A section of road in Yongxiu county, Jiangxi province, is engulfed on Sunday after the water level of Poyang Lake, China's largest freshwater lake, rose rapidly due to recent continuous downpours. (Photo: China Daily)
As downpours continue to batter vast stretches of the country, especially areas in the south, leaving at least 121 people missing or dead, forecasters have warned of a grim flood control situation in the north, which hasn't seen major floods for years, from precipitation that is expected to be much heavier than normal.
So far this rainy season, southern parts of the country have suffered long-lasting, wide-ranging rains. Some areas had only brief relief from sustained rainfall, according to the National Meteorological Center.
At 6 am on Friday, the center canceled a blue alert, the lowest in the country's four-tier color-coded weather warning system, it issued the day before for torrential rain. Before that, it had issued an alert for heavy rainfall for 32 consecutive days.
A new blue alert, however, came only 12 hours after the cancellation, warning that heavy rainfall with precipitation of up to 15 centimeters will engulf areas in 10 provincial regions, including the west of Zhejiang province and the south of Anhui province in the 24 hours starting from 8 pm on Friday.
The alert was renewed on Saturday and then upgraded to yellow, the second-lowest level of alert, on Sunday. The latest alert shows that even larger areas in 13 provincial regions are expected to be hit by downpours from 2 pm on Sunday to 2 pm on Monday.
This time, the total precipitation will be up to 23 centimeters. To make it worse, the rainfall will be accompanied by severe convective weather, which is characterized by strong winds, hail, thunderstorms and brief but heavy rainfall. In the most extreme circumstances, the hourly precipitation in the affected areas will exceed 7 centimeters, the center said.
In June, meteorological administrations issued over 43,000 early warning messages. The number of messages for rainstorms and thunder each increased by about 43 percent compared with the average of the total issued for the same month in the past three years, according to the China Meteorological Administration.
The Ministry of Emergency Management said that, as of Friday, over 19.3 million people in 26 provincial regions had suffered from floods. A total of 121 people were missing or dead and the direct economic losses from the flood disasters reached over 41.6 billion yuan ($5.89 billion).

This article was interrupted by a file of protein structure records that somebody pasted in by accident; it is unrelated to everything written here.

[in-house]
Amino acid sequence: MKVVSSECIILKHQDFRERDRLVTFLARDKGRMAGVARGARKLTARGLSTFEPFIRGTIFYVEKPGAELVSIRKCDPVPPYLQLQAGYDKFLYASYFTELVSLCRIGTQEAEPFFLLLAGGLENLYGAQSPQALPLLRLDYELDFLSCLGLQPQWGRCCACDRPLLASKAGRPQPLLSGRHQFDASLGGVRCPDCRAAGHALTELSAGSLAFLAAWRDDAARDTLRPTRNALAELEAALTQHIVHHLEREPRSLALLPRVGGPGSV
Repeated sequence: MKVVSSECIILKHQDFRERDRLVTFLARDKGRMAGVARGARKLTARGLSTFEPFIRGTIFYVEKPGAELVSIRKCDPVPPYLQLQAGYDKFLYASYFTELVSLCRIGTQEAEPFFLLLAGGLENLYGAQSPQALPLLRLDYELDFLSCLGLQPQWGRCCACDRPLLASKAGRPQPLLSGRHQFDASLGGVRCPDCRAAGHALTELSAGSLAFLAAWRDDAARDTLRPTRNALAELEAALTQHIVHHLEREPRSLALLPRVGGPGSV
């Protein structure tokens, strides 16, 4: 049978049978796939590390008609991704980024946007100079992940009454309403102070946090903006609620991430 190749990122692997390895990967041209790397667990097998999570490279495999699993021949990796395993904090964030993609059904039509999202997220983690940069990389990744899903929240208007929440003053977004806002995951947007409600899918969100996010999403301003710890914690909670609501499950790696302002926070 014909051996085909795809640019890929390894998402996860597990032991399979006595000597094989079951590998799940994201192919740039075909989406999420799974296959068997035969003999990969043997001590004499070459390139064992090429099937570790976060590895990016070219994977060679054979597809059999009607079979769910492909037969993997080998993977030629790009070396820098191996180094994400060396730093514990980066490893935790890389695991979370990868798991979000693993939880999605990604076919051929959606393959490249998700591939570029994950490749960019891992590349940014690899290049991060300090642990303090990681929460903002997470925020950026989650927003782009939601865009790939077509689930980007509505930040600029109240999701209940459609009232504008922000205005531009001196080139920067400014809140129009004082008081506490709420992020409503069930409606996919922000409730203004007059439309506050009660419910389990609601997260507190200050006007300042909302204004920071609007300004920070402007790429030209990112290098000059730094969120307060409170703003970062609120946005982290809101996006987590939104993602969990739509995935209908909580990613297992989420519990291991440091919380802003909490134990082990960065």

Following the incessant downpours, water levels in the middle and lower reaches of the Yangtze River, as well as Dongting Lake and Poyang Lake, have been rising. Sixteen rivers in Jiangxi and Anhui provinces were struck by floods on Saturday, according to the Ministry of Water Resources.
The ministry had upgraded its emergency response for flood control from level four, the lowest, to level three on Saturday.
It said coordinated operation of reservoirs in the upper reaches of the Yangtze will be carried out to reduce the amount of water flowing into the Three Gorges Dam, which saw the arrival on Thursday of the first flood in the country's longest watercourse this year, and relieve flood control pressure in the middle and lower reaches of the river.
The National Meteorological Center said the latest alert is also issued for downpours in some provincial regions in the north, including Shandong, Heilongjiang and Jilin.
According to the Ministry of Water Resources, the rainfall in these northern regions is just the beginning of long-lasting rainy weather that may result in big floods in some of the major rivers in the north.
"Forecasts and analyses by the meteorological departments show that generally there will be greater precipitation in both southern and northern China from July to August. Rain will frequent some areas both in the south and the north. But the rain band in the north will gain the upper hand," the ministry said.
Among areas to be covered by the rain band, some places in Shanxi, Henan, Shandong and Heilongjiang provinces and the Inner Mongolia and Xinjiang Uygur autonomous regions are forecast to see their precipitation increase by 30 to 50 percent compared with previous years.
The coming rain may result in major regional floods in the Songhuajiang and Liaohe rivers, the middle reaches of the Yellow River and southern parts of the Haihe River. The rain, together with melted snow, may also cause flooding in some areas in Xinjiang, the ministry said.
"The flood control situation is grim," E Jingping, minister of water resources, said at a national flood control conference on Friday.
He ordered detailed precautionary measures to be rolled out.
There has been no major flood in northern China for years. While officials and the public lack experience in flood control, most flood control projects have not been tested by floods.
"Possible unfavorable conditions should be brought into full consideration," he said.